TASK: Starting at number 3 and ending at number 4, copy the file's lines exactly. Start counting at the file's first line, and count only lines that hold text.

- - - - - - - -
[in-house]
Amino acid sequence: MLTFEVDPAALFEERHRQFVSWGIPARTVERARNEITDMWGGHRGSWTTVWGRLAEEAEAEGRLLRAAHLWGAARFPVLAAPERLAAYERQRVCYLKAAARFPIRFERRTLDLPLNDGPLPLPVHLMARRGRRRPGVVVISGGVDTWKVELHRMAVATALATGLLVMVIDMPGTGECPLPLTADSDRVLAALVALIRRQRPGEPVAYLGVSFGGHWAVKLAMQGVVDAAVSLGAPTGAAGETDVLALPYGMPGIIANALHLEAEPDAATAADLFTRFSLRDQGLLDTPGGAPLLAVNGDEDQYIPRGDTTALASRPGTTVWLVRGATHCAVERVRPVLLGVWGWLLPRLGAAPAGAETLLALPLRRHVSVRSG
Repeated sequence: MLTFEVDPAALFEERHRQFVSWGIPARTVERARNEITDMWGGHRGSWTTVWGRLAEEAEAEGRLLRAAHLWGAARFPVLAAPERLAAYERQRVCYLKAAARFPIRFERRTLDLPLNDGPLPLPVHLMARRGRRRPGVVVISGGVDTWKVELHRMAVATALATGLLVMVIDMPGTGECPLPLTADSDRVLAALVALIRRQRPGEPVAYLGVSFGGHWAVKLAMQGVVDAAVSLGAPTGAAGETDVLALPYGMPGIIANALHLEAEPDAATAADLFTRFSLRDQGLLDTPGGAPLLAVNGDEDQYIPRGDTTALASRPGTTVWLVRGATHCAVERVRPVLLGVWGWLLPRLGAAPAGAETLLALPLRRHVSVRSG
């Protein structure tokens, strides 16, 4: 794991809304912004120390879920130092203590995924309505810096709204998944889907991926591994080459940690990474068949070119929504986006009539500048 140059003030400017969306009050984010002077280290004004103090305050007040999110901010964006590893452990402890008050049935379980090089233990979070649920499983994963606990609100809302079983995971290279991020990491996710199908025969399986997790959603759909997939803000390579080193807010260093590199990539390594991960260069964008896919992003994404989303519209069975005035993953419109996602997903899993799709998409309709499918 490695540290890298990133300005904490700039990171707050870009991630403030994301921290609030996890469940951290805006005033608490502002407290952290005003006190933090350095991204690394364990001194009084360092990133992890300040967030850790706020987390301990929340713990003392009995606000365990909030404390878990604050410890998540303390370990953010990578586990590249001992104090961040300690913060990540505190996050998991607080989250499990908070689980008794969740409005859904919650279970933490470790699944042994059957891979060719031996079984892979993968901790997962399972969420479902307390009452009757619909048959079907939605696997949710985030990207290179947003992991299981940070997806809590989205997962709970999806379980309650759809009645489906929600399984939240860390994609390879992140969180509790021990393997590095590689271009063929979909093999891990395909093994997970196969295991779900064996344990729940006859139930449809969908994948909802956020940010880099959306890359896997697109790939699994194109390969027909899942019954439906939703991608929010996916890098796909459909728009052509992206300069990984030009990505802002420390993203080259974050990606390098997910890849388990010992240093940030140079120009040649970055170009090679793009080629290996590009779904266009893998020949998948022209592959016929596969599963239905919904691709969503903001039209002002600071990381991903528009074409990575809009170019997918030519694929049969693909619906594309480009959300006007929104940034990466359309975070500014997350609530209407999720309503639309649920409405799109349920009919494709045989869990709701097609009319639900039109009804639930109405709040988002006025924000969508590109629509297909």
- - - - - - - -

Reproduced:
Repeated sequence: MLTFEVDPAALFEERHRQFVSWGIPARTVERARNEITDMWGGHRGSWTTVWGRLAEEAEAEGRLLRAAHLWGAARFPVLAAPERLAAYERQRVCYLKAAARFPIRFERRTLDLPLNDGPLPLPVHLMARRGRRRPGVVVISGGVDTWKVELHRMAVATALATGLLVMVIDMPGTGECPLPLTADSDRVLAALVALIRRQRPGEPVAYLGVSFGGHWAVKLAMQGVVDAAVSLGAPTGAAGETDVLALPYGMPGIIANALHLEAEPDAATAADLFTRFSLRDQGLLDTPGGAPLLAVNGDEDQYIPRGDTTALASRPGTTVWLVRGATHCAVERVRPVLLGVWGWLLPRLGAAPAGAETLLALPLRRHVSVRSG
């Protein structure tokens, strides 16, 4: 794991809304912004120390879920130092203590995924309505810096709204998944889907991926591994080459940690990474068949070119929504986006009539500048 140059003030400017969306009050984010002077280290004004103090305050007040999110901010964006590893452990402890008050049935379980090089233990979070649920499983994963606990609100809302079983995971290279991020990491996710199908025969399986997790959603759909997939803000390579080193807010260093590199990539390594991960260069964008896919992003994404989303519209069975005035993953419109996602997903899993799709998409309709499918 490695540290890298990133300005904490700039990171707050870009991630403030994301921290609030996890469940951290805006005033608490502002407290952290005003006190933090350095991204690394364990001194009084360092990133992890300040967030850790706020987390301990929340713990003392009995606000365990909030404390878990604050410890998540303390370990953010990578586990590249001992104090961040300690913060990540505190996050998991607080989250499990908070689980008794969740409005859904919650279970933490470790699944042994059957891979060719031996079984892979993968901790997962399972969420479902307390009452009757619909048959079907939605696997949710985030990207290179947003992991299981940070997806809590989205997962709970999806379980309650759809009645489906929600399984939240860390994609390879992140969180509790021990393997590095590689271009063929979909093999891990395909093994997970196969295991779900064996344990729940006859139930449809969908994948909802956020940010880099959306890359896997697109790939699994194109390969027909899942019954439906939703991608929010996916890098796909459909728009052509992206300069990984030009990505802002420390993203080259974050990606390098997910890849388990010992240093940030140079120009040649970055170009090679793009080629290996590009779904266009893998020949998948022209592959016929596969599963239905919904691709969503903001039209002002600071990381991903528009074409990575809009170019997918030519694929049969693909619906594309480009959300006007929104940034990466359309975070500014997350609530209407999720309503639309649920409405799109349920009919494709045989869990709701097609009319639900039109009804639930109405709040988002006025924000969508590109629509297909």